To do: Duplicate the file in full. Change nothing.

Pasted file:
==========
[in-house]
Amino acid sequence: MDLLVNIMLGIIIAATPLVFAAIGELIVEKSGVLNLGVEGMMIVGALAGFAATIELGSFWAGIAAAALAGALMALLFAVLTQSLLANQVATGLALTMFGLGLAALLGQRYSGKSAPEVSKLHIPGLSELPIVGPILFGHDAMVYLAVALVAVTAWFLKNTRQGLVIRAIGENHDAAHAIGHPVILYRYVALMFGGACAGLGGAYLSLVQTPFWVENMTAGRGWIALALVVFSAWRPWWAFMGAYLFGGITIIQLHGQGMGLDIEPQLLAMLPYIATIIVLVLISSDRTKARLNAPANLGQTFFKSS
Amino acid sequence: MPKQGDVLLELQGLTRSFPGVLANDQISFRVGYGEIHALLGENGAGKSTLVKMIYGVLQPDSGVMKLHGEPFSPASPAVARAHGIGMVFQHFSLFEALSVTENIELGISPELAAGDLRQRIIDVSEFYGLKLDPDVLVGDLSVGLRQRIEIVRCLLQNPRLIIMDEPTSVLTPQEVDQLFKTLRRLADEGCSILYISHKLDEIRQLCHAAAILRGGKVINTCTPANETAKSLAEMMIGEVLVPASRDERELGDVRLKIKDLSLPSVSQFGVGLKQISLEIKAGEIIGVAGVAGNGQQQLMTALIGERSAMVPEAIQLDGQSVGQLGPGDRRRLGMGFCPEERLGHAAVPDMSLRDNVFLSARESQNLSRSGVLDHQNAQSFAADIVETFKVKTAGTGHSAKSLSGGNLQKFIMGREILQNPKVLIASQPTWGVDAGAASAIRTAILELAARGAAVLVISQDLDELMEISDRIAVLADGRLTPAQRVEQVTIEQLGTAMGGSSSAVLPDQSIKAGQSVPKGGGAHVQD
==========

[in-house]
Amino acid sequence: MDLLVNIMLGIIIAATPLVFAAIGELIVEKSGVLNLGVEGMMIVGALAGFAATIELGSFWAGIAAAALAGALMALLFAVLTQSLLANQVATGLALTMFGLGLAALLGQRYSGKSAPEVSKLHIPGLSELPIVGPILFGHDAMVYLAVALVAVTAWFLKNTRQGLVIRAIGENHDAAHAIGHPVILYRYVALMFGGACAGLGGAYLSLVQTPFWVENMTAGRGWIALALVVFSAWRPWWAFMGAYLFGGITIIQLHGQGMGLDIEPQLLAMLPYIATIIVLVLISSDRTKARLNAPANLGQTFFKSS
Amino acid sequence: MPKQGDVLLELQGLTRSFPGVLANDQISFRVGYGEIHALLGENGAGKSTLVKMIYGVLQPDSGVMKLHGEPFSPASPAVARAHGIGMVFQHFSLFEALSVTENIELGISPELAAGDLRQRIIDVSEFYGLKLDPDVLVGDLSVGLRQRIEIVRCLLQNPRLIIMDEPTSVLTPQEVDQLFKTLRRLADEGCSILYISHKLDEIRQLCHAAAILRGGKVINTCTPANETAKSLAEMMIGEVLVPASRDERELGDVRLKIKDLSLPSVSQFGVGLKQISLEIKAGEIIGVAGVAGNGQQQLMTALIGERSAMVPEAIQLDGQSVGQLGPGDRRRLGMGFCPEERLGHAAVPDMSLRDNVFLSARESQNLSRSGVLDHQNAQSFAADIVETFKVKTAGTGHSAKSLSGGNLQKFIMGREILQNPKVLIASQPTWGVDAGAASAIRTAILELAARGAAVLVISQDLDELMEISDRIAVLADGRLTPAQRVEQVTIEQLGTAMGGSSSAVLPDQSIKAGQSVPKGGGAHVQD